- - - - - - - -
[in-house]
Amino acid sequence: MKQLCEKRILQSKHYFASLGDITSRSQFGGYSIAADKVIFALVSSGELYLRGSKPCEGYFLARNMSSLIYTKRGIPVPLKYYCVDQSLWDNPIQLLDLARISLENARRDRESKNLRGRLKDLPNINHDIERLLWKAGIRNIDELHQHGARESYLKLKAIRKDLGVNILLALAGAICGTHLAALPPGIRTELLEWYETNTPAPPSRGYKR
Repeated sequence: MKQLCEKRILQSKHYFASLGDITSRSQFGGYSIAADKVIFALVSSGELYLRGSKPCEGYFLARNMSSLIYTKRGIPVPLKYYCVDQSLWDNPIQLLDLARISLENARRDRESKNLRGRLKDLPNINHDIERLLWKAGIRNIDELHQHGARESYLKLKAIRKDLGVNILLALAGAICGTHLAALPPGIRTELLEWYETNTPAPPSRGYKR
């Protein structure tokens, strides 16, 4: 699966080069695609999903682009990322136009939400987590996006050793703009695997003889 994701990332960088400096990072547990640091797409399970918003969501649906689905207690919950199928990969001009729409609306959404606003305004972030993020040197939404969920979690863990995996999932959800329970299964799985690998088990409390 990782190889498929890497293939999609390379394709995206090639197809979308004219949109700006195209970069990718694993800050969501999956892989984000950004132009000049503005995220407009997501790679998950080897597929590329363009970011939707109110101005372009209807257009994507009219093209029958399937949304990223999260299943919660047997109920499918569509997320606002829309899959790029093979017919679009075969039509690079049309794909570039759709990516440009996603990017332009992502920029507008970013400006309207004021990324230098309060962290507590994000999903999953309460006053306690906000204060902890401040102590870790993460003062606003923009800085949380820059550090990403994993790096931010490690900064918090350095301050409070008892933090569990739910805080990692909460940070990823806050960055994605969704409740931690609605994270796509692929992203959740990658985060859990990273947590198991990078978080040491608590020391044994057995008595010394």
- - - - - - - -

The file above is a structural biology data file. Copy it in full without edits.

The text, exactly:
[in-house]
Amino acid sequence: MKQLCEKRILQSKHYFASLGDITSRSQFGGYSIAADKVIFALVSSGELYLRGSKPCEGYFLARNMSSLIYTKRGIPVPLKYYCVDQSLWDNPIQLLDLARISLENARRDRESKNLRGRLKDLPNINHDIERLLWKAGIRNIDELHQHGARESYLKLKAIRKDLGVNILLALAGAICGTHLAALPPGIRTELLEWYETNTPAPPSRGYKR
Repeated sequence: MKQLCEKRILQSKHYFASLGDITSRSQFGGYSIAADKVIFALVSSGELYLRGSKPCEGYFLARNMSSLIYTKRGIPVPLKYYCVDQSLWDNPIQLLDLARISLENARRDRESKNLRGRLKDLPNINHDIERLLWKAGIRNIDELHQHGARESYLKLKAIRKDLGVNILLALAGAICGTHLAALPPGIRTELLEWYETNTPAPPSRGYKR
């Protein structure tokens, strides 16, 4: 699966080069695609999903682009990322136009939400987590996006050793703009695997003889 994701990332960088400096990072547990640091797409399970918003969501649906689905207690919950199928990969001009729409609306959404606003305004972030993020040197939404969920979690863990995996999932959800329970299964799985690998088990409390 990782190889498929890497293939999609390379394709995206090639197809979308004219949109700006195209970069990718694993800050969501999956892989984000950004132009000049503005995220407009997501790679998950080897597929590329363009970011939707109110101005372009209807257009994507009219093209029958399937949304990223999260299943919660047997109920499918569509997320606002829309899959790029093979017919679009075969039509690079049309794909570039759709990516440009996603990017332009992502920029507008970013400006309207004021990324230098309060962290507590994000999903999953309460006053306690906000204060902890401040102590870790993460003062606003923009800085949380820059550090990403994993790096931010490690900064918090350095301050409070008892933090569990739910805080990692909460940070990823806050960055994605969704409740931690609605994270796509692929992203959740990658985060859990990273947590198991990078978080040491608590020391044994057995008595010394």